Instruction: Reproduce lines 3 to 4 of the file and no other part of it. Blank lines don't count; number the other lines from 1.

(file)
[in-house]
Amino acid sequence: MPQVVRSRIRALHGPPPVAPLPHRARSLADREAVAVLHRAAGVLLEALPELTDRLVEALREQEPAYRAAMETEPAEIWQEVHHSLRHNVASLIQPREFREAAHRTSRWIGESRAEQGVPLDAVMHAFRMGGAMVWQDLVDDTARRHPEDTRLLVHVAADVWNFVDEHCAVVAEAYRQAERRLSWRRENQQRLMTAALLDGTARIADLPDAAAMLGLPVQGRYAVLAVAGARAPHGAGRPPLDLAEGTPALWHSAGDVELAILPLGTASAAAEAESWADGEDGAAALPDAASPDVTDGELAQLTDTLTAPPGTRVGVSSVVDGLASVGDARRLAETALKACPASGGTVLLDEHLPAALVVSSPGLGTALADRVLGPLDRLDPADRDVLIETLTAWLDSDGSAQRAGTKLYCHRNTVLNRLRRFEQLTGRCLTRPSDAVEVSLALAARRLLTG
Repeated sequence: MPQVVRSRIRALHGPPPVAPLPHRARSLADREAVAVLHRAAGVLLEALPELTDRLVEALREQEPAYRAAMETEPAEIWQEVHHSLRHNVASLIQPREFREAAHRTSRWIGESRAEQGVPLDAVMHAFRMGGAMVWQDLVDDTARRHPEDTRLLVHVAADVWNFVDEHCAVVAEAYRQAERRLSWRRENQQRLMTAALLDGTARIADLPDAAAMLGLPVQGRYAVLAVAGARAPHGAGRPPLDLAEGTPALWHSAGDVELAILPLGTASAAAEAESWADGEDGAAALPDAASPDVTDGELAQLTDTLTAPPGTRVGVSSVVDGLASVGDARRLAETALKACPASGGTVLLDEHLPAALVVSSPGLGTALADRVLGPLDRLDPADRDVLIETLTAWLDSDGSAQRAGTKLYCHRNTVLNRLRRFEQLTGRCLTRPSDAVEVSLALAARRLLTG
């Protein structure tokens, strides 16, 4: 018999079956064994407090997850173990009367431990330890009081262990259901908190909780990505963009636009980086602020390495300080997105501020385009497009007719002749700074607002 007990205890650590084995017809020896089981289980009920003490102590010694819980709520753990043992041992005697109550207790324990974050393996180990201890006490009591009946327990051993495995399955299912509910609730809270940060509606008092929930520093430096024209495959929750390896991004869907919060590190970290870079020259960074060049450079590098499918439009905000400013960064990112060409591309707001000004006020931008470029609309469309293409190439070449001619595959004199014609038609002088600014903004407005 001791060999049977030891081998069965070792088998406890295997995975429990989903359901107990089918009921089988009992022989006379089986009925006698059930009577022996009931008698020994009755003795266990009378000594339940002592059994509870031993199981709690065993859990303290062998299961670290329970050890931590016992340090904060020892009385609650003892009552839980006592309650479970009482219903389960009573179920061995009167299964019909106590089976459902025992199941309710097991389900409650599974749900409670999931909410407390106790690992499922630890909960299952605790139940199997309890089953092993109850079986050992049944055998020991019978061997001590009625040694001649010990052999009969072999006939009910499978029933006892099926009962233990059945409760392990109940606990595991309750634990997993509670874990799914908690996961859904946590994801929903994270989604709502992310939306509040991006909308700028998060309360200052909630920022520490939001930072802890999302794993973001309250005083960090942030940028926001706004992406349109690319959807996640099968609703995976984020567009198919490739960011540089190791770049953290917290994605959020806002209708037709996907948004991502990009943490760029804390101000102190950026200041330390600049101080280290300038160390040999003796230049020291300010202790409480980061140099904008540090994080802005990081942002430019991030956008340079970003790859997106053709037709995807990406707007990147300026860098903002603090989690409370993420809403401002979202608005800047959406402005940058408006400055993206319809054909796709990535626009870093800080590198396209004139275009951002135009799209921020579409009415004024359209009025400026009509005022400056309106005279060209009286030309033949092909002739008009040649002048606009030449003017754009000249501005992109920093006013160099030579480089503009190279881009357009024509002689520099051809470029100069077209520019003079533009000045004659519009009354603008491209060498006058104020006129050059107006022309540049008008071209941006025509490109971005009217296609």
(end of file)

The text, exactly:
Repeated sequence: MPQVVRSRIRALHGPPPVAPLPHRARSLADREAVAVLHRAAGVLLEALPELTDRLVEALREQEPAYRAAMETEPAEIWQEVHHSLRHNVASLIQPREFREAAHRTSRWIGESRAEQGVPLDAVMHAFRMGGAMVWQDLVDDTARRHPEDTRLLVHVAADVWNFVDEHCAVVAEAYRQAERRLSWRRENQQRLMTAALLDGTARIADLPDAAAMLGLPVQGRYAVLAVAGARAPHGAGRPPLDLAEGTPALWHSAGDVELAILPLGTASAAAEAESWADGEDGAAALPDAASPDVTDGELAQLTDTLTAPPGTRVGVSSVVDGLASVGDARRLAETALKACPASGGTVLLDEHLPAALVVSSPGLGTALADRVLGPLDRLDPADRDVLIETLTAWLDSDGSAQRAGTKLYCHRNTVLNRLRRFEQLTGRCLTRPSDAVEVSLALAARRLLTG
């Protein structure tokens, strides 16, 4: 018999079956064994407090997850173990009367431990330890009081262990259901908190909780990505963009636009980086602020390495300080997105501020385009497009007719002749700074607002 007990205890650590084995017809020896089981289980009920003490102590010694819980709520753990043992041992005697109550207790324990974050393996180990201890006490009591009946327990051993495995399955299912509910609730809270940060509606008092929930520093430096024209495959929750390896991004869907919060590190970290870079020259960074060049450079590098499918439009905000400013960064990112060409591309707001000004006020931008470029609309469309293409190439070449001619595959004199014609038609002088600014903004407005 001791060999049977030891081998069965070792088998406890295997995975429990989903359901107990089918009921089988009992022989006379089986009925006698059930009577022996009931008698020994009755003795266990009378000594339940002592059994509870031993199981709690065993859990303290062998299961670290329970050890931590016992340090904060020892009385609650003892009552839980006592309650479970009482219903389960009573179920061995009167299964019909106590089976459902025992199941309710097991389900409650599974749900409670999931909410407390106790690992499922630890909960299952605790139940199997309890089953092993109850079986050992049944055998020991019978061997001590009625040694001649010990052999009969072999006939009910499978029933006892099926009962233990059945409760392990109940606990595991309750634990997993509670874990799914908690996961859904946590994801929903994270989604709502992310939306509040991006909308700028998060309360200052909630920022520490939001930072802890999302794993973001309250005083960090942030940028926001706004992406349109690319959807996640099968609703995976984020567009198919490739960011540089190791770049953290917290994605959020806002209708037709996907948004991502990009943490760029804390101000102190950026200041330390600049101080280290300038160390040999003796230049020291300010202790409480980061140099904008540090994080802005990081942002430019991030956008340079970003790859997106053709037709995807990406707007990147300026860098903002603090989690409370993420809403401002979202608005800047959406402005940058408006400055993206319809054909796709990535626009870093800080590198396209004139275009951002135009799209921020579409009415004024359209009025400026009509005022400056309106005279060209009286030309033949092909002739008009040649002048606009030449003017754009000249501005992109920093006013160099030579480089503009190279881009357009024509002689520099051809470029100069077209520019003079533009000045004659519009009354603008491209060498006058104020006129050059107006022309540049008008071209941006025509490109971005009217296609």